Registered dietitian highlights commercials from the '80s, '90s, and '00s promoting diet culture: ‘This is burned into my brain’

Editor’s Note: This article contains mentions of eating disorders and disordered eating. Please take care while reading and note the helpful resources at the end of this story.

Registered dietitian Lauren Cadillac (@feelgooddietitian) has dedicated a series on her TikTok page to revisiting popular commercials from the 2000s that used diet culture to sell their products.

While going through these videos, Cadillac saw the advertisements’ tactics and began to connect them to her issues around how she views food — and herself.

One of the main commercials Cadillac decided to highlight was a 2004 ad for Yoplait Light, which showed a woman eating the brand’s yogurt because she was trying to fit into a yellow polka-dot bikini hung on the wall for motivation.

“POV: Your food and body image issues start making more sense,” Cadillac wrote on her video post.

While that commercial aired nearly 20 years ago, people are still connecting it to body insecurities from their childhood and teen years.

“This is burned into my brain,” replied @sofarits_alright.

“I used to hang goal outfits on my wall because of this commercial. I was SIXTEEN,” commented @jamierunningwild.

Just like @jamierunningwild experienced as a teen, the younger generation is also battling body image issues, thanks to things they see in the media. Because of filters and edited photos, some Gen Z-ers are fighting a battle with body dysmorphia right now.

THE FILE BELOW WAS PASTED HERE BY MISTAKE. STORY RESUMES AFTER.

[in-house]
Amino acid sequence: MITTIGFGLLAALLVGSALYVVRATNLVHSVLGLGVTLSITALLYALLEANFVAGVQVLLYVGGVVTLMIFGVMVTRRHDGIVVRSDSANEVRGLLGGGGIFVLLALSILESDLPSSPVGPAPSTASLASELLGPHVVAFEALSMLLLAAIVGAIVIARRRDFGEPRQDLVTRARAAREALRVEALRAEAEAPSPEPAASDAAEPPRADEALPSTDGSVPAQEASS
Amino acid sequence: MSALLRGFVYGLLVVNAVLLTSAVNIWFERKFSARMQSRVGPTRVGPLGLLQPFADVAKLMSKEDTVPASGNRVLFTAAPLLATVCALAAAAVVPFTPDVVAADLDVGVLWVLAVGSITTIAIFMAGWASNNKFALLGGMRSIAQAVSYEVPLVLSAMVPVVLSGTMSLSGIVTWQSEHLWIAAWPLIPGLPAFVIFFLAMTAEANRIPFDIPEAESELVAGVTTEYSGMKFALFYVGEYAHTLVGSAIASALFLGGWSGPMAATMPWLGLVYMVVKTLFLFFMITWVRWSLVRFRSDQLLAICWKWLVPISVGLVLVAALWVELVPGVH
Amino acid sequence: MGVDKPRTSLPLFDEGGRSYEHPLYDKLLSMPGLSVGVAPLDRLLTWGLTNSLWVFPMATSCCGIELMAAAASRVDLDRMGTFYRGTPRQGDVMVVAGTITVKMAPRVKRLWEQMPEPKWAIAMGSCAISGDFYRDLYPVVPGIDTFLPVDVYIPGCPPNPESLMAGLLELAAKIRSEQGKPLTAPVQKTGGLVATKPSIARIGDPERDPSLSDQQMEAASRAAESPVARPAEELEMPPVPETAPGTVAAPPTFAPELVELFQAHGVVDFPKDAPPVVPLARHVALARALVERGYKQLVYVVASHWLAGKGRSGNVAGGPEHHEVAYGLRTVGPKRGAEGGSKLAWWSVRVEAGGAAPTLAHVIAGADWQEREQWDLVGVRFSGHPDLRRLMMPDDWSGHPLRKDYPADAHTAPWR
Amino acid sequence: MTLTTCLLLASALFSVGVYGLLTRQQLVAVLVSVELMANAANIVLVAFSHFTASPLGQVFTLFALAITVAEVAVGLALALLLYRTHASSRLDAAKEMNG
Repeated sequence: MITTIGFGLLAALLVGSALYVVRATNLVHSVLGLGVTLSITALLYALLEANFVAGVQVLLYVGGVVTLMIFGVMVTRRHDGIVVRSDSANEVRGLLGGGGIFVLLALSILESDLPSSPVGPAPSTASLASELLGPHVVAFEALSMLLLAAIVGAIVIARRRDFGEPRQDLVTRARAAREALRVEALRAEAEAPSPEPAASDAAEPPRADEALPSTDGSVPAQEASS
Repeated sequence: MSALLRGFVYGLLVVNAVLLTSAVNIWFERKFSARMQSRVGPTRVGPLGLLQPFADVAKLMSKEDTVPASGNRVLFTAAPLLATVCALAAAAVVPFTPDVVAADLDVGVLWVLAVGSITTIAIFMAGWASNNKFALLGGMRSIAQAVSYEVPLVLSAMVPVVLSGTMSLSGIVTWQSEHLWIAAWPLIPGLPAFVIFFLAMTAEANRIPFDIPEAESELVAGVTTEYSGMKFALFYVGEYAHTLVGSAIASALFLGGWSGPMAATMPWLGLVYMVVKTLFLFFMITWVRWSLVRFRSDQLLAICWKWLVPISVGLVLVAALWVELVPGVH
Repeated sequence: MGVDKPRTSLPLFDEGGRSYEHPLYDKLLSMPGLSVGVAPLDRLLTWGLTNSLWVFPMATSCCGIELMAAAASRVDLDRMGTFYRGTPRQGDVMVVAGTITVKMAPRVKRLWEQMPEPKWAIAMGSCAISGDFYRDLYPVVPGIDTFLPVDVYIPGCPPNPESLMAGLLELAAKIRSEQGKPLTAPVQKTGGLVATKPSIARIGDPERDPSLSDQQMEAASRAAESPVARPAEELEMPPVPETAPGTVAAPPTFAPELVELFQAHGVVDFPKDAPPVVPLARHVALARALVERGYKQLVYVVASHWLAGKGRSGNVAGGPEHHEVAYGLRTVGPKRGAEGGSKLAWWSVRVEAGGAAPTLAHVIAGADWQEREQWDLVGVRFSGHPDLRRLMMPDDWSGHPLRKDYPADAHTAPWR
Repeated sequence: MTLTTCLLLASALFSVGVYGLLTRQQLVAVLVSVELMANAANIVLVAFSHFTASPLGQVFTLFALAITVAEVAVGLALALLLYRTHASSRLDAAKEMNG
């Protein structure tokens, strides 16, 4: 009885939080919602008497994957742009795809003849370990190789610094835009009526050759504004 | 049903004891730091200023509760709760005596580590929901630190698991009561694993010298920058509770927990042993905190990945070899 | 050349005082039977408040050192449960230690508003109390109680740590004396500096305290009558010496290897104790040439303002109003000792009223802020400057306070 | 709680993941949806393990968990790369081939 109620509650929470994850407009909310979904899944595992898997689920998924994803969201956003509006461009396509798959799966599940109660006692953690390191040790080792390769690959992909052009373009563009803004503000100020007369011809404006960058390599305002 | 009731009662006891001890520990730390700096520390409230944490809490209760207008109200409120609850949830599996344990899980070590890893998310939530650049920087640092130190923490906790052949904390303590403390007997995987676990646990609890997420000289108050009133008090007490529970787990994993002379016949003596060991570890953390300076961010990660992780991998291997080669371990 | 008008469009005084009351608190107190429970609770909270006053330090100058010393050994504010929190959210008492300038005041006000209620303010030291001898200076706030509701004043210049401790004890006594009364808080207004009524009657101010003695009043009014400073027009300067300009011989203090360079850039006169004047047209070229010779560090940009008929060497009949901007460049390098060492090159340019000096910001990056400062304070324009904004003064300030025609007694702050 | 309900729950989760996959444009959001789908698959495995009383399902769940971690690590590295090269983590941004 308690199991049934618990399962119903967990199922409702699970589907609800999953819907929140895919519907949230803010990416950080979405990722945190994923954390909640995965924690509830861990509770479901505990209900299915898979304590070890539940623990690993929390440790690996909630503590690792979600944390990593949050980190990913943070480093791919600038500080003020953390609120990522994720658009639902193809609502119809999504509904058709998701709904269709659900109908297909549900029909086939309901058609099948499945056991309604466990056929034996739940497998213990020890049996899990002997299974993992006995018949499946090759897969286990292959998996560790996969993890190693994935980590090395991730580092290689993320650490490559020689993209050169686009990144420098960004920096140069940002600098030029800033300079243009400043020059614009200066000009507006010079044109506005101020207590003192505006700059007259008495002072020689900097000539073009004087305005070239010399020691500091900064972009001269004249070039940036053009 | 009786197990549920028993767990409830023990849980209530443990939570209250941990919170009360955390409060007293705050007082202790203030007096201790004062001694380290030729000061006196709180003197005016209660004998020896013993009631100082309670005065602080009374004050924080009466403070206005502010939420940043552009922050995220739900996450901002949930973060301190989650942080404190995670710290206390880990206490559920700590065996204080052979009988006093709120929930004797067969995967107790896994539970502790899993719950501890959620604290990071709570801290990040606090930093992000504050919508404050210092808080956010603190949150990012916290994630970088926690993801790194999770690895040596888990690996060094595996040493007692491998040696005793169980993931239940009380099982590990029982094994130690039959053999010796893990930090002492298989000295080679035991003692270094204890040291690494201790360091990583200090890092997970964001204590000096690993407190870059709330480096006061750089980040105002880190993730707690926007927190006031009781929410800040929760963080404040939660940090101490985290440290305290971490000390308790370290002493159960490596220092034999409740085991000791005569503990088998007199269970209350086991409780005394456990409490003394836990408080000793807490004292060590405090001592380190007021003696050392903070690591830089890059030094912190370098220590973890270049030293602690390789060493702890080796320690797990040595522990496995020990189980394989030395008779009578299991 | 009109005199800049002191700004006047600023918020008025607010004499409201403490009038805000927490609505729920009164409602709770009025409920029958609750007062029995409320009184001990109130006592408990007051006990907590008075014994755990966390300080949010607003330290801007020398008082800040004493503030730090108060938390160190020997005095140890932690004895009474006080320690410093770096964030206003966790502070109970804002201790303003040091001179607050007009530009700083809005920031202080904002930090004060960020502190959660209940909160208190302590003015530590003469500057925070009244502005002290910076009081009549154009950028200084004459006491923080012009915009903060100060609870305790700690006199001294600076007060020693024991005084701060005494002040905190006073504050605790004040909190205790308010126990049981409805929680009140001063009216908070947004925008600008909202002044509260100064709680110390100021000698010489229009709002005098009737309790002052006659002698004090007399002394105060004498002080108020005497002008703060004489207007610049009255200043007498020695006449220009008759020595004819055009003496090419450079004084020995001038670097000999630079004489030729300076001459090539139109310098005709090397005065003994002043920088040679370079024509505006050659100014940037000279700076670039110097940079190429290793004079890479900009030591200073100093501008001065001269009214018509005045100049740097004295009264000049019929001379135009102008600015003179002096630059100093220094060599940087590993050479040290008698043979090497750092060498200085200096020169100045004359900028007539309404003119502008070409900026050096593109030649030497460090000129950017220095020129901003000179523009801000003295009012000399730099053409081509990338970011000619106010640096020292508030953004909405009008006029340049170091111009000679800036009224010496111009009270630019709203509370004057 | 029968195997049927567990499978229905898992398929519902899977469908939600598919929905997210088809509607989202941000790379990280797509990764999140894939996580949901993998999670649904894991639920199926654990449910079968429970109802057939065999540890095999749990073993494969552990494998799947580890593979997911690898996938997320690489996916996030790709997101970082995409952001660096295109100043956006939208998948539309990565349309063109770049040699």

While dealing with body issues, some people have begun to turn to certain prescription drugs to try to reach their goals. The drug Ozempic has become popularly known as a weight-loss drug — despite it normally being prescribed for diabetes.

According to a study done by Harvard’s T.H. Chan School of Public Health, 9% of Americans will struggle with an eating disorder at some point in their life.

Yoplait’s diet culture concept used for the commercials wasn’t a new tactic. Advertisements in the 1980s also capitalized on these methods, especially an infamous Special K commercial.

In that advertisement, people’s stomachs were squeezed as the narrator said, “If you can pinch more than an inch, try the Special K diet.”

That line rang in the ears of several viewers who heard that line from their parents and other elders, which Cadillac pointed out in her video.

“POV: you realize your mom was a victim of diet culture too,” she wrote in her post.

In the comments, several users disclosed how they were pinched as children to check their body fat at home and even at school in gym class.

Cadillac’s series spotlights how generations of people have had to deal with the effects of diet culture in myriad ways and are still trying to break free from those habits.

If you or someone you know is struggling with an eating disorder or disordered eating habits, contact the National Eating Disorders Association (NEDA). You can also connect with a Crisis Text Line counselor at no charge by texting the word “HOME” to 741741. Visit the NEDA website to learn more about the possible warning signs of eating disorders and disordered eating.

If you or someone you know needs support after experiencing weight-related bias or discrimination, contact the National Association to Advance Fat Acceptance at 916-558-6880 or via an online form. You can also connect with a Crisis Text Line counselor at no charge by texting the word “HOME” to 741741.

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